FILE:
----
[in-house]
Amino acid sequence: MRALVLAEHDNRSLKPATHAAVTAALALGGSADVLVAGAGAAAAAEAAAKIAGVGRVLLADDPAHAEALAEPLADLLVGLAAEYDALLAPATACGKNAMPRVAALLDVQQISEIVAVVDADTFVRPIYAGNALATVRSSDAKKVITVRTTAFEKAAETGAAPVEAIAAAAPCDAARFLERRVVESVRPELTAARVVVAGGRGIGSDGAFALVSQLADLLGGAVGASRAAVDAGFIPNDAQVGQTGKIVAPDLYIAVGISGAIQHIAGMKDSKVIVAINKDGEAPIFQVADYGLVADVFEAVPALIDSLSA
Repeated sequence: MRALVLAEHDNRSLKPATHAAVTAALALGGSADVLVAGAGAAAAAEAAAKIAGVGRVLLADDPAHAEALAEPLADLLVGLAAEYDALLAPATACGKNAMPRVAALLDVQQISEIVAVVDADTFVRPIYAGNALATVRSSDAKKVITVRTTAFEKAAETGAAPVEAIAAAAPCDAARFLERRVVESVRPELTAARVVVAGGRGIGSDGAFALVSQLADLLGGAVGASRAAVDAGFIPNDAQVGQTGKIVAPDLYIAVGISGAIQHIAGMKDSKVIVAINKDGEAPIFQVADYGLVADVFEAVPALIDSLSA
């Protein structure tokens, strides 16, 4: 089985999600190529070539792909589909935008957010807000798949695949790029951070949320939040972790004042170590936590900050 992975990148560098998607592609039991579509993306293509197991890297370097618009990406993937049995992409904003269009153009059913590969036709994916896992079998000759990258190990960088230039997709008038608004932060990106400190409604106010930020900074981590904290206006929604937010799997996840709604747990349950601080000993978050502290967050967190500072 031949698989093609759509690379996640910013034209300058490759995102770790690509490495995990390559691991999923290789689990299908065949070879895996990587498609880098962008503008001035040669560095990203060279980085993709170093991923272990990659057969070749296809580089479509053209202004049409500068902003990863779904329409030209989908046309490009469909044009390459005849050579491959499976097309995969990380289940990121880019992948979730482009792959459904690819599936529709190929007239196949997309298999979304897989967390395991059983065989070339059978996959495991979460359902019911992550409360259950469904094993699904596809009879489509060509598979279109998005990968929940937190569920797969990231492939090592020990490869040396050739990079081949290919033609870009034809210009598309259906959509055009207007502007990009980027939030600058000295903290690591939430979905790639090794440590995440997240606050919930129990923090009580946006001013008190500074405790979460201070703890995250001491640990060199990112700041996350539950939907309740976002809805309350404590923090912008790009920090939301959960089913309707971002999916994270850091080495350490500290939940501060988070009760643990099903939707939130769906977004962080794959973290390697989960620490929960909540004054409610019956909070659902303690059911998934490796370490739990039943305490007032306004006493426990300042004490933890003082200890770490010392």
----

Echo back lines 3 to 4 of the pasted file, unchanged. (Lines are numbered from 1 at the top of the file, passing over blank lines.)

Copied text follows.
Repeated sequence: MRALVLAEHDNRSLKPATHAAVTAALALGGSADVLVAGAGAAAAAEAAAKIAGVGRVLLADDPAHAEALAEPLADLLVGLAAEYDALLAPATACGKNAMPRVAALLDVQQISEIVAVVDADTFVRPIYAGNALATVRSSDAKKVITVRTTAFEKAAETGAAPVEAIAAAAPCDAARFLERRVVESVRPELTAARVVVAGGRGIGSDGAFALVSQLADLLGGAVGASRAAVDAGFIPNDAQVGQTGKIVAPDLYIAVGISGAIQHIAGMKDSKVIVAINKDGEAPIFQVADYGLVADVFEAVPALIDSLSA
């Protein structure tokens, strides 16, 4: 089985999600190529070539792909589909935008957010807000798949695949790029951070949320939040972790004042170590936590900050 992975990148560098998607592609039991579509993306293509197991890297370097618009990406993937049995992409904003269009153009059913590969036709994916896992079998000759990258190990960088230039997709008038608004932060990106400190409604106010930020900074981590904290206006929604937010799997996840709604747990349950601080000993978050502290967050967190500072 031949698989093609759509690379996640910013034209300058490759995102770790690509490495995990390559691991999923290789689990299908065949070879895996990587498609880098962008503008001035040669560095990203060279980085993709170093991923272990990659057969070749296809580089479509053209202004049409500068902003990863779904329409030209989908046309490009469909044009390459005849050579491959499976097309995969990380289940990121880019992948979730482009792959459904690819599936529709190929007239196949997309298999979304897989967390395991059983065989070339059978996959495991979460359902019911992550409360259950469904094993699904596809009879489509060509598979279109998005990968929940937190569920797969990231492939090592020990490869040396050739990079081949290919033609870009034809210009598309259906959509055009207007502007990009980027939030600058000295903290690591939430979905790639090794440590995440997240606050919930129990923090009580946006001013008190500074405790979460201070703890995250001491640990060199990112700041996350539950939907309740976002809805309350404590923090912008790009920090939301959960089913309707971002999916994270850091080495350490500290939940501060988070009760643990099903939707939130769906977004962080794959973290390697989960620490929960909540004054409610019956909070659902303690059911998934490796370490739990039943305490007032306004006493426990300042004490933890003082200890770490010392």